Pete: The supply of aroma varieties has been tight, despite the fact that recent acreage expansion in the U.S. has been almost entirely dedicated to aroma hops. The supply growth rate simply has not quite yet caught up with the dramatic growth of the domestic craft industry and its associated demand for aroma hops.
Cascade is now the most widely grown variety in the U.S. and supply constraints finally appear to be easing slightly. Demand for Centennial, on the other hand, has continued to keep supply very tight because this variety is prone to inconsistent yields from crop to crop. A handful of smaller niche varieties look to remain in tight supply such as Golding, Mt. Hood, and Sterling.
On the proprietary side, although varieties such as Citra®, Mosaic®, HBC 366 and Simcoe® have been the fastest-expanding varieties in recent years in terms of acreage, they continue to remain tight simply due to the continued strong demand from the craft segment. We expect at least 60% of the total 2016 crop acreage expansion to come from these four varieties collectively.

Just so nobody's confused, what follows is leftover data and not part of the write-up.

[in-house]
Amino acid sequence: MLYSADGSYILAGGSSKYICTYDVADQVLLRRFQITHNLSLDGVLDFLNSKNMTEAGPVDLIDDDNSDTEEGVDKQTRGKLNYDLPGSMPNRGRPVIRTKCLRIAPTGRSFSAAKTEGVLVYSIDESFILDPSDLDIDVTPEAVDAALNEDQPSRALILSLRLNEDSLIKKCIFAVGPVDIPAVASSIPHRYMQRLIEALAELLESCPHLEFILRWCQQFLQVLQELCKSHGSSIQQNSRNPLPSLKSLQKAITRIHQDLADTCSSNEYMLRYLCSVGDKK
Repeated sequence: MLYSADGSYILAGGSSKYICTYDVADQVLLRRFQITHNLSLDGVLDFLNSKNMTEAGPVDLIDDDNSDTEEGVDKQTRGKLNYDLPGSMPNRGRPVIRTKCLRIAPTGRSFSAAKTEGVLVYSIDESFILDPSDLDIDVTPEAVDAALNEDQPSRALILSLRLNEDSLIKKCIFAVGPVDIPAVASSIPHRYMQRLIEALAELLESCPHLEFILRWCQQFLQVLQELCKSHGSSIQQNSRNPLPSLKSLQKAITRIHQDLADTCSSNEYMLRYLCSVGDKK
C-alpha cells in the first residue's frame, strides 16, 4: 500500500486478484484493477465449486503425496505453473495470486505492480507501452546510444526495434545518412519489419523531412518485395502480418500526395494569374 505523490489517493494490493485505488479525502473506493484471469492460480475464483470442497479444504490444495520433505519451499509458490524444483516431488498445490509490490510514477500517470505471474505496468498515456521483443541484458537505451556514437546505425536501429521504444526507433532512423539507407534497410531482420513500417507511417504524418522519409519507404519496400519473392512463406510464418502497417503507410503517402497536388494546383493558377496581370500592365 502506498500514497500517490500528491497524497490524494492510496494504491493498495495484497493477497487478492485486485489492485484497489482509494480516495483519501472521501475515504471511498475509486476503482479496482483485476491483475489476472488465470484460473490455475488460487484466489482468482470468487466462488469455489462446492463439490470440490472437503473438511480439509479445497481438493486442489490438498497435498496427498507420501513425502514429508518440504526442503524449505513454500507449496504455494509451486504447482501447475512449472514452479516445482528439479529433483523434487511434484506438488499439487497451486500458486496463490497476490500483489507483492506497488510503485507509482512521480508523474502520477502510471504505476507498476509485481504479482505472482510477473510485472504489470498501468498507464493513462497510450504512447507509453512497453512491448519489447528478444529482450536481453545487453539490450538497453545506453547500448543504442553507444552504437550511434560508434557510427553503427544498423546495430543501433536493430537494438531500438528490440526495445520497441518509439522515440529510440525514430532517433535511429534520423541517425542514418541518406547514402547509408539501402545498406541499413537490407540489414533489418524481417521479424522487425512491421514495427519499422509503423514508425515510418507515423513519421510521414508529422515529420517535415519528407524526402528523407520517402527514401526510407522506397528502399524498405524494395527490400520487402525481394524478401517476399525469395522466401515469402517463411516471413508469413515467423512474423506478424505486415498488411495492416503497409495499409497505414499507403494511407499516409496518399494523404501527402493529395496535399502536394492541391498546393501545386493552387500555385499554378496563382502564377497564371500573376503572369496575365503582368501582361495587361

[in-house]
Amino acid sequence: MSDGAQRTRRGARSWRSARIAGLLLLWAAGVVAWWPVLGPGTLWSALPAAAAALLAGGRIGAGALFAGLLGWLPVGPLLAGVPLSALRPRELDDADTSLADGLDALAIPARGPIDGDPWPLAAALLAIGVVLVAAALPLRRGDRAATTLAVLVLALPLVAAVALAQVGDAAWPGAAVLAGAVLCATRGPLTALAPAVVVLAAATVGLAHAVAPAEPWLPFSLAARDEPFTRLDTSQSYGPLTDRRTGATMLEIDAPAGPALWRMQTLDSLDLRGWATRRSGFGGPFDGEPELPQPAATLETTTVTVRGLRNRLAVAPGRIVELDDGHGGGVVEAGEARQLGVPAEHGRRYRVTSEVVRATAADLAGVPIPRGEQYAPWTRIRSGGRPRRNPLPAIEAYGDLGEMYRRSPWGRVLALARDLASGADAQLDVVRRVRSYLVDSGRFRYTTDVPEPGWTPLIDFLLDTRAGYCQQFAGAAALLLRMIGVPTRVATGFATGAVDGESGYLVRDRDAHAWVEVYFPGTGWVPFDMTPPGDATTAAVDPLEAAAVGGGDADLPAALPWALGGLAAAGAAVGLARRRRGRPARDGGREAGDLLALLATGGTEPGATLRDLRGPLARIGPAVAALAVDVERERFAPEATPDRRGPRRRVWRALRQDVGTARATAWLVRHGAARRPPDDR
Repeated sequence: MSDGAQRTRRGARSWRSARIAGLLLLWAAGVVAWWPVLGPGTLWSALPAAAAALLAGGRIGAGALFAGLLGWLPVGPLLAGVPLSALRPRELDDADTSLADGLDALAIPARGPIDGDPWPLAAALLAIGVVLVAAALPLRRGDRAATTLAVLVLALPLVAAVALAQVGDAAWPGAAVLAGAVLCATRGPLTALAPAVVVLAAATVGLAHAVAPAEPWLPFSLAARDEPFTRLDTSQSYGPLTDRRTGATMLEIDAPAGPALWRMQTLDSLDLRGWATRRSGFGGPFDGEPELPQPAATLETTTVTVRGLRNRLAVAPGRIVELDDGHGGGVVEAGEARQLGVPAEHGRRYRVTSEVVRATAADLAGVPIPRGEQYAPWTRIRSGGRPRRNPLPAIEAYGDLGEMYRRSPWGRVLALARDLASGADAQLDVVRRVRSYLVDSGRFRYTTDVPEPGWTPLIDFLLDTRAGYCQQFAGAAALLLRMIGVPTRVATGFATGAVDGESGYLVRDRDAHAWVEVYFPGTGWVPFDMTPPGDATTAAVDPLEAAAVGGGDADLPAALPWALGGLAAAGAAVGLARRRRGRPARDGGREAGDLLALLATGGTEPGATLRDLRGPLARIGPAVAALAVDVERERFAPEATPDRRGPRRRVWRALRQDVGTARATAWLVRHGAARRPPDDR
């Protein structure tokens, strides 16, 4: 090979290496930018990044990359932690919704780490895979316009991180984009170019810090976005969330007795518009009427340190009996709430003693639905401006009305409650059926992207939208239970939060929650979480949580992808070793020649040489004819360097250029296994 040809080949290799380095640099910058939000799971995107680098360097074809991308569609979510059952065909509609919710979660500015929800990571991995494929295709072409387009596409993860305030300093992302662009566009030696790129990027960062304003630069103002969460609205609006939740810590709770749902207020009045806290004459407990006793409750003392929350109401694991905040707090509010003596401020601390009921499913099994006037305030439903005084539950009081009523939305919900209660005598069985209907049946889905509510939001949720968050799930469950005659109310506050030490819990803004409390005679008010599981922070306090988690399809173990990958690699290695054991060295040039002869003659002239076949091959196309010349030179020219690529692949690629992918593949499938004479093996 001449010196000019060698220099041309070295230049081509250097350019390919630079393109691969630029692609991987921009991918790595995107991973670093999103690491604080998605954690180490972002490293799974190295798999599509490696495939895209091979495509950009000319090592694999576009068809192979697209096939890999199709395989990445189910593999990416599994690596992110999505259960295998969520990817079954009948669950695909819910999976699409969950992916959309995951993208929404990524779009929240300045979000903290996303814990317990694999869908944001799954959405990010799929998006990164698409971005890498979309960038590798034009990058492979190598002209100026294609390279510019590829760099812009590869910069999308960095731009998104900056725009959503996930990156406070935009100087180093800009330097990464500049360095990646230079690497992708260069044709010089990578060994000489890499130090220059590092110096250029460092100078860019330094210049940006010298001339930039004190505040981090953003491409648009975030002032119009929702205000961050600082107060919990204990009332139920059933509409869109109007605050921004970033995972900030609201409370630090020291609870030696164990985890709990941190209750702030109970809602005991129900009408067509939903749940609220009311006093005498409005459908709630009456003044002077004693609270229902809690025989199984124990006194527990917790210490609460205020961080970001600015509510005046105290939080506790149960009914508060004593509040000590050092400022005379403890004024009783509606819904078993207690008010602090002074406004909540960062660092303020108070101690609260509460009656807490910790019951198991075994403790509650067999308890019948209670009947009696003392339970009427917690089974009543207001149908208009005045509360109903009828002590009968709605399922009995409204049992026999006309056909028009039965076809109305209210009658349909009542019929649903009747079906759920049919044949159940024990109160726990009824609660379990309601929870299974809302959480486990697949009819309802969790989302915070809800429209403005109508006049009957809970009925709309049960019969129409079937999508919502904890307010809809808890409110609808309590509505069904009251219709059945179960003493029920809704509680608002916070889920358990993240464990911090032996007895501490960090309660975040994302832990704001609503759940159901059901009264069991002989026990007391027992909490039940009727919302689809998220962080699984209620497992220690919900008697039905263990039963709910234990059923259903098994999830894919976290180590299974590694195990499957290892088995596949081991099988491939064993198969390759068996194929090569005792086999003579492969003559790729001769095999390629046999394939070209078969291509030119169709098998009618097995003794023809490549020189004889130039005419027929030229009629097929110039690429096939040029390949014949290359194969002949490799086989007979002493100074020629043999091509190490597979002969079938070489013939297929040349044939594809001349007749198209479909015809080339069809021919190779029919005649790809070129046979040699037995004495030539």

What steps is the hop industry taking to ensure supply, yet keep expansion at a responsible level?
Pete: A few years back, I don’t know if anyone could’ve anticipated the levels this craft bull market has reached. This phenomenal growth has placed quite a bit of pressure on the supply base, and on aroma hops in particular, for both traditional public varieties or new proprietary varieties. The hop industry has been in catch-up mode ever since this market took off, although some amazing progress has been made.
The low point in acreage was the 2011 crop, at about 29,800 acres. Over the next 4 years we’ve seen a total of 13,850 acres planted, an increase of nearly 50%! With virtually all expansion going into aroma varieties. However, we know this phenomenal growth rate is not sustainable over the long run—at least not at the current levels. It will be increasingly important for brewers to contract responsibly, to have good communication with their suppliers regarding forecasted volume needs, and to ensure forecasts are reasonable.